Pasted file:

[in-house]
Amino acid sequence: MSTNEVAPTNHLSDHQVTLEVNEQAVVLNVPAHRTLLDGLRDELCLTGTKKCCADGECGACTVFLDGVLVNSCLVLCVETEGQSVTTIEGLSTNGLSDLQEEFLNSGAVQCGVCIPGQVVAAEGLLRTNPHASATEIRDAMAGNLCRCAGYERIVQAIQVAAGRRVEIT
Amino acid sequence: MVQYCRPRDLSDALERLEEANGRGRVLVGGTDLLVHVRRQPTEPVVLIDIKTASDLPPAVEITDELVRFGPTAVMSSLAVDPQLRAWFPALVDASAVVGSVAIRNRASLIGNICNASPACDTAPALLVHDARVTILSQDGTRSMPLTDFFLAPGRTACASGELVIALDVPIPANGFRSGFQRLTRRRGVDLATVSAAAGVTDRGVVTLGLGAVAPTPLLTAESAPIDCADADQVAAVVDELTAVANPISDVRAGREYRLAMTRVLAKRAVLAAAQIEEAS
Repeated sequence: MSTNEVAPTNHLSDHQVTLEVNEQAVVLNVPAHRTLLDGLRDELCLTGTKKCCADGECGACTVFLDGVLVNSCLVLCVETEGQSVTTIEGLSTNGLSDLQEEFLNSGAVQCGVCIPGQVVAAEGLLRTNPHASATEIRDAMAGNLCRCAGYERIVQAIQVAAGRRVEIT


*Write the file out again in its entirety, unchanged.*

[in-house]
Amino acid sequence: MSTNEVAPTNHLSDHQVTLEVNEQAVVLNVPAHRTLLDGLRDELCLTGTKKCCADGECGACTVFLDGVLVNSCLVLCVETEGQSVTTIEGLSTNGLSDLQEEFLNSGAVQCGVCIPGQVVAAEGLLRTNPHASATEIRDAMAGNLCRCAGYERIVQAIQVAAGRRVEIT
Amino acid sequence: MVQYCRPRDLSDALERLEEANGRGRVLVGGTDLLVHVRRQPTEPVVLIDIKTASDLPPAVEITDELVRFGPTAVMSSLAVDPQLRAWFPALVDASAVVGSVAIRNRASLIGNICNASPACDTAPALLVHDARVTILSQDGTRSMPLTDFFLAPGRTACASGELVIALDVPIPANGFRSGFQRLTRRRGVDLATVSAAAGVTDRGVVTLGLGAVAPTPLLTAESAPIDCADADQVAAVVDELTAVANPISDVRAGREYRLAMTRVLAKRAVLAAAQIEEAS
Repeated sequence: MSTNEVAPTNHLSDHQVTLEVNEQAVVLNVPAHRTLLDGLRDELCLTGTKKCCADGECGACTVFLDGVLVNSCLVLCVETEGQSVTTIEGLSTNGLSDLQEEFLNSGAVQCGVCIPGQVVAAEGLLRTNPHASATEIRDAMAGNLCRCAGYERIVQAIQVAAGRRVEIT